The learned Senior Counsel would stress that the principle that Section 194A of the Act is not applicable to the deposit made by ONGC stands concluded, as things stand, by the order passed by the Income Tax Appellate Tribunal and there is no rhyme or reason for the lower authorities to take a different view for the subsequent assessments and to generate illegal demands as it were and, thereafter, the authority resorting to Section 245 of the Act for making adjustment. This is apart from his contention that, as far as the impugned order is concerned, there is no prior intimation as required under Section 245 of the Act.
Contention of the Revenue
The ld counsel of the revenue submitted that while the appellants had no objection in considering the application for refund filed by the writ petitioner, the judgment must be modified so that the direction must be to direct the officer to take a decision in accordance with law and this would take in Section 245 of the Act. It is furntehr submitted that Section 245 of the Act enables the authority to adjust any amount due to the Department against the refund. He would also submit that the observation in the judgment of the learned Single Judge that, unless and until the Tribunal’s order is set aside or stayed, refund cannot be refused, cannot be sustained.
Held by High Court
Section 245 of the Act, undoubtedly, vests a discretion with the authorities concerned, except in those circumstances, where the discretion would be one, where there is a power coupled with a duty. We have pointed out the circumstances, in which, the assessee could, in fact, demand, as a matter of right, to adjust the refund against any assessment, which he accepts; and, if the refund is not barred, as was held by the Hon’ble Apex Court in Hindustan Construction Co. Ltd. vs. V.S. Gaitonde, Income Tax Officer, Companies Circle I(3), Bombay & another, reported in (1965) 56 ITR 241, the Department may not be justified in refusing to accede to the request.
We cannot possibly pronounce on the legality of the assessment for the year 2015-2016. We cannot even, in any manner, pronounce on the question whether the assessment is to be sustained or not. In fact, an appeal is pending consideration before the appellate Assistant Commissioner. There is no order of stay obtained by the writ petitioner. But, at the same time, there is a clear case that the issue at hand is one squarely covered, as things stand, at the hands of the appellate Tribunal in favour of the assessee and there is absolutely no difference in facts.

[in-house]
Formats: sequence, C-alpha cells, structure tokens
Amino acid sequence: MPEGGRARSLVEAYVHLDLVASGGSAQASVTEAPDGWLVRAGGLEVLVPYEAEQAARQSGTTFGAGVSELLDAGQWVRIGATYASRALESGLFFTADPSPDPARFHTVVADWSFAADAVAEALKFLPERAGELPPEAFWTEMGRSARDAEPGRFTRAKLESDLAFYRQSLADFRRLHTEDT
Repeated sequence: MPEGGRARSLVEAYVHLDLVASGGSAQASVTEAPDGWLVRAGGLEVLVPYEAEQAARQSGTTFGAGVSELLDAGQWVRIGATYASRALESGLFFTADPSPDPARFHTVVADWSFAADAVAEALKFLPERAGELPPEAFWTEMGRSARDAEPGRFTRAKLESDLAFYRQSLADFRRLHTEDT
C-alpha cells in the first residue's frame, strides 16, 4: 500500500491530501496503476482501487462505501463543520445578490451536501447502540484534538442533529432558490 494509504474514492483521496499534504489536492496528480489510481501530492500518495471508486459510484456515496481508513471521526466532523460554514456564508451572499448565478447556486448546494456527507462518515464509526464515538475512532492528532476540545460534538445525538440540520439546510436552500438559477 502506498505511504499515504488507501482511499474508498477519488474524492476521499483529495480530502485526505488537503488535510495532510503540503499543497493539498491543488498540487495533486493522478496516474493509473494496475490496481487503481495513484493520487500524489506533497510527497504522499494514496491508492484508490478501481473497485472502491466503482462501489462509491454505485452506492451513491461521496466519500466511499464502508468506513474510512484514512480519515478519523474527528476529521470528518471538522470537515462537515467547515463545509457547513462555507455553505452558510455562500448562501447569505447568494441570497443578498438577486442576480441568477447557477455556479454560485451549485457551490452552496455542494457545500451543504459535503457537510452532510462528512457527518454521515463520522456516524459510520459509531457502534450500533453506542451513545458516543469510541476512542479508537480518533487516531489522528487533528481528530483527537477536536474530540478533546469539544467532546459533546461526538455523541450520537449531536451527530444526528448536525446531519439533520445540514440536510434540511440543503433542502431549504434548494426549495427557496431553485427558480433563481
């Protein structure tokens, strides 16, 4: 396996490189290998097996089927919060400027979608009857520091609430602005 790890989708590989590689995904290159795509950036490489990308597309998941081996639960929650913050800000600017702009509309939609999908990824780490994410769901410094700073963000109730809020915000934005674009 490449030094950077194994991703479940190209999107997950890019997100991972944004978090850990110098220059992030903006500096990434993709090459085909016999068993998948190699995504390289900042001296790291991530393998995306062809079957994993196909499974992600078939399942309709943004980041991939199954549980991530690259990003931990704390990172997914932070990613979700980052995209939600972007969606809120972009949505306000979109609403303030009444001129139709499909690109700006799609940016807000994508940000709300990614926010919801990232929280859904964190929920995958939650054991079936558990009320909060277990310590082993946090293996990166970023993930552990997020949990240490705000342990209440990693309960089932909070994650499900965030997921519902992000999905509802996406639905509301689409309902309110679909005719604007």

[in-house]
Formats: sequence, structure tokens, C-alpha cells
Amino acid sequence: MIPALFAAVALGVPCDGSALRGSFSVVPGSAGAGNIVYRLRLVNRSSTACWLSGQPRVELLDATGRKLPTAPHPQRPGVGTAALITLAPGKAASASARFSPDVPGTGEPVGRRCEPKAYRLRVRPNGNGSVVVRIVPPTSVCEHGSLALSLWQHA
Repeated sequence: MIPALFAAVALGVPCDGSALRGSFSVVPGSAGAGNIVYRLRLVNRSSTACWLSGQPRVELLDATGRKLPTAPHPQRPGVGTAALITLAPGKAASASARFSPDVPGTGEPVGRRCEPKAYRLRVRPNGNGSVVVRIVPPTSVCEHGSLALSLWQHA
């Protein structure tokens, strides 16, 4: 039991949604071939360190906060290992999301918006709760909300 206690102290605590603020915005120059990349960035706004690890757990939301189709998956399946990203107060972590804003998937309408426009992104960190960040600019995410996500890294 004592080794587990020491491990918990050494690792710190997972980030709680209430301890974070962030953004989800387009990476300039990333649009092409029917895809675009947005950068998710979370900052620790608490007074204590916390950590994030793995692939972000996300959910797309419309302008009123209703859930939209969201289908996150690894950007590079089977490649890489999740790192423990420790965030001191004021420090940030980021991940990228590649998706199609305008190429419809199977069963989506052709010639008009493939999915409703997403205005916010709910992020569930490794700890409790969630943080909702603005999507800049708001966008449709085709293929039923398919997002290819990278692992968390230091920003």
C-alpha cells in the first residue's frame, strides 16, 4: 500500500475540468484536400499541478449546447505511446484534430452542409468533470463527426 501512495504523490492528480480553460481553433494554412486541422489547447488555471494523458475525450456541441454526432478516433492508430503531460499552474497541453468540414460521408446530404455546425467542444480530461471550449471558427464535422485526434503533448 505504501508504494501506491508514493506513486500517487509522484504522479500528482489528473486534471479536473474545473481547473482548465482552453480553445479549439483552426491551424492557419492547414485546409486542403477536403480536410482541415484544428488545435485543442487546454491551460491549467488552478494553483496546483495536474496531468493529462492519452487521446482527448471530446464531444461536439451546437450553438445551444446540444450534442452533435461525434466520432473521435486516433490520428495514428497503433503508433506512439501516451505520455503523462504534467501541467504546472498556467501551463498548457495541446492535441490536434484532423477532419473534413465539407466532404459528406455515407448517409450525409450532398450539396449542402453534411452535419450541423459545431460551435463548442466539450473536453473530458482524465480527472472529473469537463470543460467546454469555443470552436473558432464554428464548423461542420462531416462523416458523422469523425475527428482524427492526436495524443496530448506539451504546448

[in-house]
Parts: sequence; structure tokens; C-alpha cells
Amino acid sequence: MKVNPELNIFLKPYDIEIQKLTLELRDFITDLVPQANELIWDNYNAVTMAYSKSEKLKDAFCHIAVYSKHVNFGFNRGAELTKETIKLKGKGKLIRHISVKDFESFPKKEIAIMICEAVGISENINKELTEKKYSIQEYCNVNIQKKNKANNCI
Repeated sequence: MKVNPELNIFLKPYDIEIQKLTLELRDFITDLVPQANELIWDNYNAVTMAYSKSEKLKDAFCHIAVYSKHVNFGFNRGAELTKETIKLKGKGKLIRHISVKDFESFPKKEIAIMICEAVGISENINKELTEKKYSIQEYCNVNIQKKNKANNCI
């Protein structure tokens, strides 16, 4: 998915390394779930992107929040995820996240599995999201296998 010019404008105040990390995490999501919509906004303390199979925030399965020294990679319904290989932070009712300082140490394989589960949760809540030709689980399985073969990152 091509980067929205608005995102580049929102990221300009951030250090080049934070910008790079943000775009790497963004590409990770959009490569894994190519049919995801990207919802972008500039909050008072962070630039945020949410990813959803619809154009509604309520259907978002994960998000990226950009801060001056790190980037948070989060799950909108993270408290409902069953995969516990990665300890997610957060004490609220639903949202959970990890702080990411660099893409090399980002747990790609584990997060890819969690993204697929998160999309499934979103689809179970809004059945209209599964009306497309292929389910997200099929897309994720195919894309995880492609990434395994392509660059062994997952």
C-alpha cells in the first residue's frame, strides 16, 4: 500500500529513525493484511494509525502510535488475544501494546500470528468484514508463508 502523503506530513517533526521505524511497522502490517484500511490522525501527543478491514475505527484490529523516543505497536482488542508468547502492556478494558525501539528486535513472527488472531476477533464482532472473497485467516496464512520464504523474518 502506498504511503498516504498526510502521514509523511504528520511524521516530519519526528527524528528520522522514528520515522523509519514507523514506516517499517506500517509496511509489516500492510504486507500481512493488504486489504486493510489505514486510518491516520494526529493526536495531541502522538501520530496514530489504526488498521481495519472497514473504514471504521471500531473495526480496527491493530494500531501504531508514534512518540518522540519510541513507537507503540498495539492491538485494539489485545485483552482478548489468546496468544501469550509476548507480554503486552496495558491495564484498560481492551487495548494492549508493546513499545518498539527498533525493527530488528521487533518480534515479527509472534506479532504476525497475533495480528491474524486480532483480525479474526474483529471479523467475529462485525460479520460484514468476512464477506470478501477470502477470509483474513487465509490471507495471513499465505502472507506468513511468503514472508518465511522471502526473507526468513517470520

In the circumstances of the case, we are inclined to accept the request, namely, that a decision will be taken by the authority regarding the refund in accordance with law, which would include the right to consider whether, under Section 245 of the Act, a case is made out for adjustment of the refund against the demand for the year 2015-2016. We have adverted to the various principles and situations, in which Section 245 can operate. It may not be exhaustive. The officer is duty bound not to invoke Section 245 without application of mind.
Every repository of discretionary power would be obliged to act, in the first place, being guided by relevant considerations and ignoring irrelevant considerations. The relevant considerations, in this case, would be the fact that there is no stay obtained by the assessee in the appeal against the assessment for the year 2015-2016; but, equally, the authority would be bound to consider the fact that, for the Assessment Years 2010-2011, 2011-2012 and 2012- 2013, the Tribunal has ruled in favour of the assessee in regard to the applicability of the issue.
If it is found that the issue considered by the Tribunal for the years 2010-2011, 2011-2012 and 2012-2013 is absolutely the same, which fell for consideration by the Assessing Officer for the year 2015-2016, particularly when it is not stayed by the High Court in the appeal pending against the same, it may amount to abuse of the discretionary power to satisfy the demand under the assessment order, which, though not stayed, has not been accepted by the assessee, but, instead, challenged before the competent forum.
It is for the authority concerned to look into all these aspects and, firstly, decide whether it should invoke the power under Section 245 of the Act. If it is of the view that the power should be invoked; then alone, in view of the requirement of giving prior intimation, which we have held entails compliance with natural justice, appellants must issue a notice indicating the proposal to invoke Section 245. If the authority finds, in the facts of this case, that no case is made out for invoking Section 245 on the basis of the assessment completed in 2015-2016 within a period of 10 days from today, then, the amount due by way of refund, along with due interest, shall be paid to the writ petitioner at the earliest.